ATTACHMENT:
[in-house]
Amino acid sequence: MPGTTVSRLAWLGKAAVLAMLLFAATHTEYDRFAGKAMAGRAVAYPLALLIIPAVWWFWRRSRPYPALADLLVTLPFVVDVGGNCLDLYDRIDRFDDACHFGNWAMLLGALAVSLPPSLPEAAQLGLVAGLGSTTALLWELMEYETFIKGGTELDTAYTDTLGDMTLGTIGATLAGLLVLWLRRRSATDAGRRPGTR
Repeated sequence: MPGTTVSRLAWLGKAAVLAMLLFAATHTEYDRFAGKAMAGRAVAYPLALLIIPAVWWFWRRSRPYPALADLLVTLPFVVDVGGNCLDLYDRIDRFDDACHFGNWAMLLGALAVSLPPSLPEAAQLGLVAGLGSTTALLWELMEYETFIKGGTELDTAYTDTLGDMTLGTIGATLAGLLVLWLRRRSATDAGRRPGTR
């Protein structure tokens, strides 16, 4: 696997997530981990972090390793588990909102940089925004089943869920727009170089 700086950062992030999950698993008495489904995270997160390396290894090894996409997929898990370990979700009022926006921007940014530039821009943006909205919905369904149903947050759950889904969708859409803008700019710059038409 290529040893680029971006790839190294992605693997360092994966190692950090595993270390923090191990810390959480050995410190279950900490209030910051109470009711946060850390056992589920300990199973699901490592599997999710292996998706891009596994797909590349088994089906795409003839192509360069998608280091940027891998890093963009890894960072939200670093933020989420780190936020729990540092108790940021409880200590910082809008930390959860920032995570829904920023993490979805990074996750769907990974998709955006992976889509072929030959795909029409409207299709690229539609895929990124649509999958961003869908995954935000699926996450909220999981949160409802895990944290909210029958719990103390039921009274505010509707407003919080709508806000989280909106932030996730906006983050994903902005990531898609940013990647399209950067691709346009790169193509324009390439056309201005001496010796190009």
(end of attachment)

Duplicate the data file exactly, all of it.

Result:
[in-house]
Amino acid sequence: MPGTTVSRLAWLGKAAVLAMLLFAATHTEYDRFAGKAMAGRAVAYPLALLIIPAVWWFWRRSRPYPALADLLVTLPFVVDVGGNCLDLYDRIDRFDDACHFGNWAMLLGALAVSLPPSLPEAAQLGLVAGLGSTTALLWELMEYETFIKGGTELDTAYTDTLGDMTLGTIGATLAGLLVLWLRRRSATDAGRRPGTR
Repeated sequence: MPGTTVSRLAWLGKAAVLAMLLFAATHTEYDRFAGKAMAGRAVAYPLALLIIPAVWWFWRRSRPYPALADLLVTLPFVVDVGGNCLDLYDRIDRFDDACHFGNWAMLLGALAVSLPPSLPEAAQLGLVAGLGSTTALLWELMEYETFIKGGTELDTAYTDTLGDMTLGTIGATLAGLLVLWLRRRSATDAGRRPGTR
């Protein structure tokens, strides 16, 4: 696997997530981990972090390793588990909102940089925004089943869920727009170089 700086950062992030999950698993008495489904995270997160390396290894090894996409997929898990370990979700009022926006921007940014530039821009943006909205919905369904149903947050759950889904969708859409803008700019710059038409 290529040893680029971006790839190294992605693997360092994966190692950090595993270390923090191990810390959480050995410190279950900490209030910051109470009711946060850390056992589920300990199973699901490592599997999710292996998706891009596994797909590349088994089906795409003839192509360069998608280091940027891998890093963009890894960072939200670093933020989420780190936020729990540092108790940021409880200590910082809008930390959860920032995570829904920023993490979805990074996750769907990974998709955006992976889509072929030959795909029409409207299709690229539609895929990124649509999958961003869908995954935000699926996450909220999981949160409802895990944290909210029958719990103390039921009274505010509707407003919080709508806000989280909106932030996730906006983050994903902005990531898609940013990647399209950067691709346009790169193509324009390439056309201005001496010796190009």